How to Calculate Your Solar Payback Period

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The payback period is the time it takes for the initial investment to be recovered through energy savings and other benefits.

For a solar system without a battery, you gather information about your electricity usage and costs, calculate the annual energy savings based on system output and electricity rates, and subtract maintenance costs to find the true savings.

The provided information emphasises that these calculations make certain assumptions and recommends consulting with qualified suppliers or installers for accurate advice. It concludes that a solar and battery system can provide financial benefits over time.

How do I calculate the payback period on my solar and my solar & battery systems?

Solar batteries are becoming increasingly popular, combined with solar panels as a package rather than solar by itself. This change affects how the integrated solar solution manages the generated electricity and how we calculate the payback period for a solar and battery system.

The solar payback period refers to the time it takes for the initial investment to pay for itself. In regards to a solar system, the money you save through energy savings and other benefits will eventually cover the cost of the system.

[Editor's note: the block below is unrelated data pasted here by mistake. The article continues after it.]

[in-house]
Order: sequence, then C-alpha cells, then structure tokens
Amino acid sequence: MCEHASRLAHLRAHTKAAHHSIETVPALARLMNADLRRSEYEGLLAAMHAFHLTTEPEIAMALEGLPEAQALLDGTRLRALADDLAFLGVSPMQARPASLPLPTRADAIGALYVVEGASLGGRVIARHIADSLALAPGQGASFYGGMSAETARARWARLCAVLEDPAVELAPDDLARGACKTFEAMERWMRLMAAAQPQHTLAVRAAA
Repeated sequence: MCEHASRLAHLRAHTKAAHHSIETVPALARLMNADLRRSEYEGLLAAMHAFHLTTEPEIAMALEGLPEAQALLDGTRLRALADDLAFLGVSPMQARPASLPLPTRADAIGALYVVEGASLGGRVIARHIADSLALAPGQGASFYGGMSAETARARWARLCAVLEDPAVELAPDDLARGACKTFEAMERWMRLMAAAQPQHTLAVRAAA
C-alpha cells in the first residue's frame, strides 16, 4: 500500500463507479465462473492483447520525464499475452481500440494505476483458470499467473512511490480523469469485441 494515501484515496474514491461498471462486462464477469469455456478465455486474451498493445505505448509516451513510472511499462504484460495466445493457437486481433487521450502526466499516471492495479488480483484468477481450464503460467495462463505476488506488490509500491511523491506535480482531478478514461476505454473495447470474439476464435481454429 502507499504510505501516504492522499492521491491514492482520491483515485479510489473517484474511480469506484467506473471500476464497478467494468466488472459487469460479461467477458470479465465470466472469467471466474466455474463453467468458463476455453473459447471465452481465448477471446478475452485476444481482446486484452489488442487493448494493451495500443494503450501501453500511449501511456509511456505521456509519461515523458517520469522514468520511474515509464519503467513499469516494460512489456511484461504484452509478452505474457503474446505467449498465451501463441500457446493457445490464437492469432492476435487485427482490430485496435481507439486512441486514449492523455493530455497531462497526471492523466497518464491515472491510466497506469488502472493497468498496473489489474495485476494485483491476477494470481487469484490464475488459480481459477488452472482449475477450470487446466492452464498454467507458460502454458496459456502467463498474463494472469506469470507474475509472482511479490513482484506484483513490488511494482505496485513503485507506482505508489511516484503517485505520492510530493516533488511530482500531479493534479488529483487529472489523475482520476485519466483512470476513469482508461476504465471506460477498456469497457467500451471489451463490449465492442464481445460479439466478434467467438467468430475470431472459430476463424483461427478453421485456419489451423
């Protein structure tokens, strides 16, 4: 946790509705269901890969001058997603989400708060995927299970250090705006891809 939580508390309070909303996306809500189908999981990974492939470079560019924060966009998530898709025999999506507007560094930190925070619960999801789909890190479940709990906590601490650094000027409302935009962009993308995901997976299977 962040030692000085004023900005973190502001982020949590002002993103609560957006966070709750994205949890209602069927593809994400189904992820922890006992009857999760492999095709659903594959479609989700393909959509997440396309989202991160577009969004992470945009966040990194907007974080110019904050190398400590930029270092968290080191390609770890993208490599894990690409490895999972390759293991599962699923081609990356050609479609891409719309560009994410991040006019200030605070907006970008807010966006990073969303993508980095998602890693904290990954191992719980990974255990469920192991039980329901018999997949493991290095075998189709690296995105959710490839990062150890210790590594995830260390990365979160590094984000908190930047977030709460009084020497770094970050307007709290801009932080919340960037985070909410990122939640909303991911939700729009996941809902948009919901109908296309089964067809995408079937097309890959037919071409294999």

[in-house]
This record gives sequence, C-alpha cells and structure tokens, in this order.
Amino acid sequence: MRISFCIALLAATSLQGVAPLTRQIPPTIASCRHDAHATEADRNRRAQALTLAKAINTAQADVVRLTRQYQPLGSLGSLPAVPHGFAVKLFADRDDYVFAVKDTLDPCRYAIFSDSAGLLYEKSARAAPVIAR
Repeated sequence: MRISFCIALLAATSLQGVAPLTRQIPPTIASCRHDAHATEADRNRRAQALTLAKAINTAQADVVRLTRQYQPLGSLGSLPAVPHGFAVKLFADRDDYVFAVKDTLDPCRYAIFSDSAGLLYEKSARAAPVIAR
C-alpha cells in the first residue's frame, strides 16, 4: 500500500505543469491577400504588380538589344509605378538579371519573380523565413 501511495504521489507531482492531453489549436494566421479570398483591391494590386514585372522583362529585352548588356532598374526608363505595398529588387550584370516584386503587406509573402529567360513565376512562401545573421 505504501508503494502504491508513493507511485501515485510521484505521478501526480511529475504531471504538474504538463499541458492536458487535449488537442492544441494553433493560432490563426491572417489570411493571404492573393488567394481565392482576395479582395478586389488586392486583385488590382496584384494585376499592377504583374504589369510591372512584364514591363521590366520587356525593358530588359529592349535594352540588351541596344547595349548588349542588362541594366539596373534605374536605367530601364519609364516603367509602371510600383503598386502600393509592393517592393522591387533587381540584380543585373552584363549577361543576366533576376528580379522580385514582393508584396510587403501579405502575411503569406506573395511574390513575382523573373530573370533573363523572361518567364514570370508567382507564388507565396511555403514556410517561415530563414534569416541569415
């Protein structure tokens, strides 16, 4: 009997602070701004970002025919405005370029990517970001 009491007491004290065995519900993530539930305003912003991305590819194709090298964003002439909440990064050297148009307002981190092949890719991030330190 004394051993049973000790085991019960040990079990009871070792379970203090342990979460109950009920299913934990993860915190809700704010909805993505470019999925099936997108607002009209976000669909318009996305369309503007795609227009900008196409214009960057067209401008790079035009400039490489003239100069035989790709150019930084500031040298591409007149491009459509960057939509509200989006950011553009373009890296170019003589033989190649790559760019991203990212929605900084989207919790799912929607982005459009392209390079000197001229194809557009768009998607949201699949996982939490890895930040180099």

However, how do you determine how long this will take? This article will give you a step-by-step guide to calculating your solar payback period. We have a great calculator on this issue, which you can find here.

The solar payback period without a battery

First, you must gather information on your electricity usage and costs. Grab your electricity bills and look at how much electricity you use daily (The average household across Australia uses 18-20kwh per day). If you have a smart meter or digital meter, your installer can get detailed usage data in 30-minute intervals, allowing you to see precisely when and how much you are using electricity during the day.